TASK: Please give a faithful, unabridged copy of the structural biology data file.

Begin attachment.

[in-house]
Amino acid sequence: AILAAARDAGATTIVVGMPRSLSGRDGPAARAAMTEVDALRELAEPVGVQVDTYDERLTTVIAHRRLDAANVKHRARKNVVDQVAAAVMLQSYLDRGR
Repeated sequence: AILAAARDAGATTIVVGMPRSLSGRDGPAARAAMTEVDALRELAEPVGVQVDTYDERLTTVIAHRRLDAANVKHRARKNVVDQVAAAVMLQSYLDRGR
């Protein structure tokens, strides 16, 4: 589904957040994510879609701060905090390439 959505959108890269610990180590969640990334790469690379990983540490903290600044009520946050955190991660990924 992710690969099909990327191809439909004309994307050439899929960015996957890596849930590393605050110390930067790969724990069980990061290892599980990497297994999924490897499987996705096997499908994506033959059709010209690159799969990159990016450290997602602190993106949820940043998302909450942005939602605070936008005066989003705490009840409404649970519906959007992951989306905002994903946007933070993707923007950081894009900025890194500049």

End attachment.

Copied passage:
[in-house]
Amino acid sequence: AILAAARDAGATTIVVGMPRSLSGRDGPAARAAMTEVDALRELAEPVGVQVDTYDERLTTVIAHRRLDAANVKHRARKNVVDQVAAAVMLQSYLDRGR
Repeated sequence: AILAAARDAGATTIVVGMPRSLSGRDGPAARAAMTEVDALRELAEPVGVQVDTYDERLTTVIAHRRLDAANVKHRARKNVVDQVAAAVMLQSYLDRGR
């Protein structure tokens, strides 16, 4: 589904957040994510879609701060905090390439 959505959108890269610990180590969640990334790469690379990983540490903290600044009520946050955190991660990924 992710690969099909990327191809439909004309994307050439899929960015996957890596849930590393605050110390930067790969724990069980990061290892599980990497297994999924490897499987996705096997499908994506033959059709010209690159799969990159990016450290997602602190993106949820940043998302909450942005939602605070936008005066989003705490009840409404649970519906959007992951989306905002994903946007933070993707923007950081894009900025890194500049």